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  1. #1
    Secondary Hivemind Nexus mashakos's Avatar
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    Submerged Liquid Cooling

    This is just beautiful:
    www.youtube.com/watch?v=Z_X_hgtlJpA

    This is possible using the 3M Novec 7000, a non-conductive liquid with a boiling point of 34C.
    The above example uses absolutely no fans, so the only sound would probably come from the slight bubbling/boiling. Steampunk PC is here!
    An engineer combined the liquid solution seen above with a radiator (no pump), allowing for high overclocks:



    https://www.youtube.com/watch?v=BUCTEFaunZc

    here's the guy's website:
    http://www.vaporphaze.com/
    Last edited by mashakos; 01-02-2013 at 11:27 AM.
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  2. #2
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    Why is he wearing a coat and hat indoors? Needs less cooling?? :)

    Liquid cooling PCs scares me - it's a massively silly idea and that is just bonkers...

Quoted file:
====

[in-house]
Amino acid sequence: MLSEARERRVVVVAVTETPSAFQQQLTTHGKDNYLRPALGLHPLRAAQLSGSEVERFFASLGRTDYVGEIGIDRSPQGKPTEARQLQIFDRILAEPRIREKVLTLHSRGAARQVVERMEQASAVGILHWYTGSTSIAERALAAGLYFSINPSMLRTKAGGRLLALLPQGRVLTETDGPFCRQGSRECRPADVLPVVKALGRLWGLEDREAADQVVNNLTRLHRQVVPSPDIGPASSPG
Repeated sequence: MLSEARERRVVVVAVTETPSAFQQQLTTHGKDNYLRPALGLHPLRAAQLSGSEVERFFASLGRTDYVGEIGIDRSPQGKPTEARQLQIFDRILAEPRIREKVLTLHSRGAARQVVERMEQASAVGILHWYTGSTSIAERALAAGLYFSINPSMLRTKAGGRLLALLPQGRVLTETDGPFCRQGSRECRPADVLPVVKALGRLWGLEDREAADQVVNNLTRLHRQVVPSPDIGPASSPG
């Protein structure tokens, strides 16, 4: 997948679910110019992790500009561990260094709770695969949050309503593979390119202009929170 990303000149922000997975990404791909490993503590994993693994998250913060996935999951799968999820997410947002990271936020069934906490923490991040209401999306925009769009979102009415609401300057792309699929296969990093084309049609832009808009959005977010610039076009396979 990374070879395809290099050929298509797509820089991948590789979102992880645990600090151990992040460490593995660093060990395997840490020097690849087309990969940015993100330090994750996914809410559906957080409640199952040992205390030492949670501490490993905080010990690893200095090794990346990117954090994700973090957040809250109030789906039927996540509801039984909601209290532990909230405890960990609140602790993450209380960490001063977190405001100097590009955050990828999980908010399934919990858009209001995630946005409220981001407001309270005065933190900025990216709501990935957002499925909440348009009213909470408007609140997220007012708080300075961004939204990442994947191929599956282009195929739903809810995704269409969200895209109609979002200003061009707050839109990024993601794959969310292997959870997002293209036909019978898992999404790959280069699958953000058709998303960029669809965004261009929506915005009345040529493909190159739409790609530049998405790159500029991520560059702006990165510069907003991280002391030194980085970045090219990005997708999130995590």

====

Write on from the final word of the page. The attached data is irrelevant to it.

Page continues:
Could you keep fish in it too? :)

  3. #3
    Secondary Hivemind Nexus mashakos's Avatar
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    Quote Originally Posted by trjp View Post
    Why is he wearing a coat and hat indoors? Needs less cooling?? :)

    Liquid cooling PCs scares me - it's a massively silly idea and that is just bonkers...

    Could you keep fish in it too? :)
    here's a blade server solution for ya:
    http://www.youtube.com/watch?v=N3gCavl2Y6U

    what are you, a village IT guy? Scared of everything! lol

    EDIT: BTW, 3M Novec 7000 is not H20...
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  4. #4
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    Quick Google brings up some interestingly deep technical arguments about this - such as this one

    http://www.overclock.net/t/1209583/3m-novec-7000-group